Turning our attention away from this Osama bin Laden example and back to the Boston Marathon bombings, the bursts of pageview activity on a set of articles could reveal information about the event itself. Using the “Boston Marathon bombing” article as a seed, I extracted the 140 other articles the bombing article linked to. Of course, the text of this article is highly unstable and some of these links are likely to come and go. Nevertheless, I will use this list of 140 other articles to examine which received the largest bursts of activity. To quantify the magnitude of the pageview bursts across these articles, I simply took the median number of pageviews for all the articles over the 6 week period from March 1 through April 14 as a baseline. Then I took the maximum number of pageviews on either April 15 or April 16 (the most recent dates available). The ratio of these pageviews (maximum during the days following the event divided by the median over the days preceding the event) gives us some idea of which articles saw the greatest increases in pageview activity.

  1. Ground stop: 329.0
  2. Boylston Street: 268.73
  3. Google Person Finder: 237.22
  4. Patriots’ Day: 201.32
  5. Copley Square: 171.53
  6. Controlled explosion: 168.25
  7. The Lenox Hotel: 116.0
  8. Pressure cooker: 83.98
  9. Massachusetts Emergency Management Agency: 83.5
  10. Boston Police Special Operations Unit: 78.43
  11. BB (ammunition): 59.41

This list excludes a number of articles like “Edward F. Davis“, and “Pressure cooker bomb” that did not exist before April 15. However, the size of the bursts of pageview activity on Wikipedia articles (linked from from the bombing article itself) convey a surprising amount of information about the more salient details of the location, timing, cause, and effects of this story.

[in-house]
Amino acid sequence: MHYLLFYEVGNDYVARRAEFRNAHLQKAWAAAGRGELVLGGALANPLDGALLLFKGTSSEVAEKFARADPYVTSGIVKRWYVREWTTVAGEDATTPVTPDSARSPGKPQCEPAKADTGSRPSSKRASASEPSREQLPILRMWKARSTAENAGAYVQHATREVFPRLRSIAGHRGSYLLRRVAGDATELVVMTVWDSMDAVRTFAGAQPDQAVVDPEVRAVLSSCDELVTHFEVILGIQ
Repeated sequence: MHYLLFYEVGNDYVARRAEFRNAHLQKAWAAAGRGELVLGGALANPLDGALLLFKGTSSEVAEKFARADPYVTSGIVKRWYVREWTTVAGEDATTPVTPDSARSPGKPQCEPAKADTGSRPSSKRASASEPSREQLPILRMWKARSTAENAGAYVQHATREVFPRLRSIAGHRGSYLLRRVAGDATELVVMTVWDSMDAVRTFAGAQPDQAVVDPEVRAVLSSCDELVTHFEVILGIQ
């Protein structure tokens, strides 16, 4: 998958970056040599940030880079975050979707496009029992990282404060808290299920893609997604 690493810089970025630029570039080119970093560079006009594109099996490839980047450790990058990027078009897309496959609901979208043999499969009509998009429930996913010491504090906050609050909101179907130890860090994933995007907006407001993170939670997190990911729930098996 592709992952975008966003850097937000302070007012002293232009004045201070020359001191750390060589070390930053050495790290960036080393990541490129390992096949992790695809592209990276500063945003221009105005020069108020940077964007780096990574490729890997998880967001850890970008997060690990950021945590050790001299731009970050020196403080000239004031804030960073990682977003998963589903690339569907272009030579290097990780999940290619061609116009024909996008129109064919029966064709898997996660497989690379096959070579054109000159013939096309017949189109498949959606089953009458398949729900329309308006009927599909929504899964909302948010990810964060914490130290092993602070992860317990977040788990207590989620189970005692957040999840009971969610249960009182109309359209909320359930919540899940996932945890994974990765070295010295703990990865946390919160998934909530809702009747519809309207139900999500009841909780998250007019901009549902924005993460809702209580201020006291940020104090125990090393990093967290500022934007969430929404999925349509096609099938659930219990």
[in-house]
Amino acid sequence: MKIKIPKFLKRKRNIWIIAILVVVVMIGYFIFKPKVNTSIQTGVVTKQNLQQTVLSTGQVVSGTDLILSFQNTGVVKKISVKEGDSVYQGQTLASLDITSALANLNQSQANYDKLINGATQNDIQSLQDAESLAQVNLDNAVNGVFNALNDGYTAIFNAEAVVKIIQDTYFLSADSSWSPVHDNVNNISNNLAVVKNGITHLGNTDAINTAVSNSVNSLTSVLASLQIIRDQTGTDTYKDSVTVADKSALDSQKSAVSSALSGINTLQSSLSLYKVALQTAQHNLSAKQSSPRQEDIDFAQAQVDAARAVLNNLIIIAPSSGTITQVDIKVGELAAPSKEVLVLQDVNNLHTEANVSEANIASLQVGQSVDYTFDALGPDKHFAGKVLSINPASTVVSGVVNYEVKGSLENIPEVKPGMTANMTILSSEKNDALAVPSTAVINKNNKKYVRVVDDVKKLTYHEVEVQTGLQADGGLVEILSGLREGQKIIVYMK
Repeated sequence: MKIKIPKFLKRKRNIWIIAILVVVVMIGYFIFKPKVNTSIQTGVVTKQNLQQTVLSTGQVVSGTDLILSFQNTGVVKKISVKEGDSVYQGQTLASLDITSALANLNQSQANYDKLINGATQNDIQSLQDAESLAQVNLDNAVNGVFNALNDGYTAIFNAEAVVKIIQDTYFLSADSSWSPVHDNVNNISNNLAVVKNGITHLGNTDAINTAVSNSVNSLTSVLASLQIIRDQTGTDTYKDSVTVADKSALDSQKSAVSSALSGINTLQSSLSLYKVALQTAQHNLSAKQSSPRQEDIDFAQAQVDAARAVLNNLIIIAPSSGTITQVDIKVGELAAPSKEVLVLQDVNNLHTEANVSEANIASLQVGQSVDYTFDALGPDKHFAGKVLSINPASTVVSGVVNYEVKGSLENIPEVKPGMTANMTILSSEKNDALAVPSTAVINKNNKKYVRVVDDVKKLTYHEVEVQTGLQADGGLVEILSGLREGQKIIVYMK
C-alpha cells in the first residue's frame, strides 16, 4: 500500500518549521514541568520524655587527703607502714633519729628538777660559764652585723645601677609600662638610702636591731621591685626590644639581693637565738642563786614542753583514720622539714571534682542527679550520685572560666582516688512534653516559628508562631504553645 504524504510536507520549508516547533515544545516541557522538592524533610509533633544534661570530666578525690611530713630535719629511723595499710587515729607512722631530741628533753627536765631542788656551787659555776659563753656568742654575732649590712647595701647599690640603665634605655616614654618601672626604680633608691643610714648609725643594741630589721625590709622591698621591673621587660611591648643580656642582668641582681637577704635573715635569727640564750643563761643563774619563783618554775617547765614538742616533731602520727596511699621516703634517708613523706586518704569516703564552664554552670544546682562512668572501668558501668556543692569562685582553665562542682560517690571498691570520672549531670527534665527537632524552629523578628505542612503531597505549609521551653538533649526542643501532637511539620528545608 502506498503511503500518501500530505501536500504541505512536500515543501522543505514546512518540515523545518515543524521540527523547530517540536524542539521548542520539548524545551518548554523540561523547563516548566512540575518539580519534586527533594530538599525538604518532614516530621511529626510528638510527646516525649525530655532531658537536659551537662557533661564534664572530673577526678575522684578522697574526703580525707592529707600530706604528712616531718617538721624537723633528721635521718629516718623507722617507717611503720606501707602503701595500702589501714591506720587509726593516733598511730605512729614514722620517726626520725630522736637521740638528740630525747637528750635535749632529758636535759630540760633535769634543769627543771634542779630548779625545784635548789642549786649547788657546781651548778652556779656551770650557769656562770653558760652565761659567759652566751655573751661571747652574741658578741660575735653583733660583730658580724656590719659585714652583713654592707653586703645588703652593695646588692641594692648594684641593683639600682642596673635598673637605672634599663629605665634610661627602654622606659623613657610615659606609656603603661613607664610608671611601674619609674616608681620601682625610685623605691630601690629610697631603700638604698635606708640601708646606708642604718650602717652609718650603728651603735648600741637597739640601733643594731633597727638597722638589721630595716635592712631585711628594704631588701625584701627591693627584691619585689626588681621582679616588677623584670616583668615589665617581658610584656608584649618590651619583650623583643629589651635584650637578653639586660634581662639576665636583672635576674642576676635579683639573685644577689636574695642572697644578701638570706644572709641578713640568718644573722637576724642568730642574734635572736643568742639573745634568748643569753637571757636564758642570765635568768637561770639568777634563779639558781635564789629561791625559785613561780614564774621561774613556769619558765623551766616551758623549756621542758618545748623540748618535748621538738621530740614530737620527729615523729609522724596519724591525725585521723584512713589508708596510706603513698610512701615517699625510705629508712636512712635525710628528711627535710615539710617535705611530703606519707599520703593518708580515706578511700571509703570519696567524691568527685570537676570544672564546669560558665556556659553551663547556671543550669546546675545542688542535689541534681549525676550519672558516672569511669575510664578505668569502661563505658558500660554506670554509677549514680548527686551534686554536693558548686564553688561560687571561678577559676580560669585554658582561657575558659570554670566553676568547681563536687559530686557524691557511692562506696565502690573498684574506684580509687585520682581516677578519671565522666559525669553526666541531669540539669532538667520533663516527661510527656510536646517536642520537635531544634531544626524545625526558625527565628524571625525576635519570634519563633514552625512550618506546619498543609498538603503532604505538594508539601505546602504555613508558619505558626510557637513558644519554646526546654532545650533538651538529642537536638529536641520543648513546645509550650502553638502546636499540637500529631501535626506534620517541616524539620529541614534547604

Each of these articles’ time series pageview data from March 1 through April 17 can be correlated with each other. For example, the correlation between pageviews for “Ball (bearing)” and “Brigham and Women’s Hospital” is 0.99, which strongly suggests the latter is viewed only when the former is also being viewed. Conversely, the correlation between “Ball (bearing)” and “USA Today” is only 0.13 suggesting the viewing activity for both articles is generally unrelated. These correlations can be done for every pair of articles to establish the relationship between their pageview activity. Thresholding these correlations at the 0.5 level, the resulting relationships can be represented as a correlation network. Here is the network below:


This image (click to embiggen) also tells a variety of stories despite the hairballness of the network. There are two distinct clusters of nodes: the bluish cluster corresponds to articles highly correlated with each other as they deal with topics pertaining to the bombing itself. These articles are the infrequently trafficked articles that all of a sudden attracted attention all together because of the bombings. The greenish cluster on the lower right reveals articles that are linked from the bombing article but aren’t tightly correlated with the bombing topics but are correlated with each other. These articles are more frequently trafficked and less closely related to the events themselves and pertain to major social institutions like newspapers, government agencies, and financial markets. Their clustering together suggests that being only loosely-related to the bombing itself, nevertheless remain closely-related to each other over time. Thus, this network suggests at least two distinct patterns of on-going Wikipedia use: abrupt information seeking about topics that are suddenly in the news versus on-going information seeking about institutions that are regularly in the news.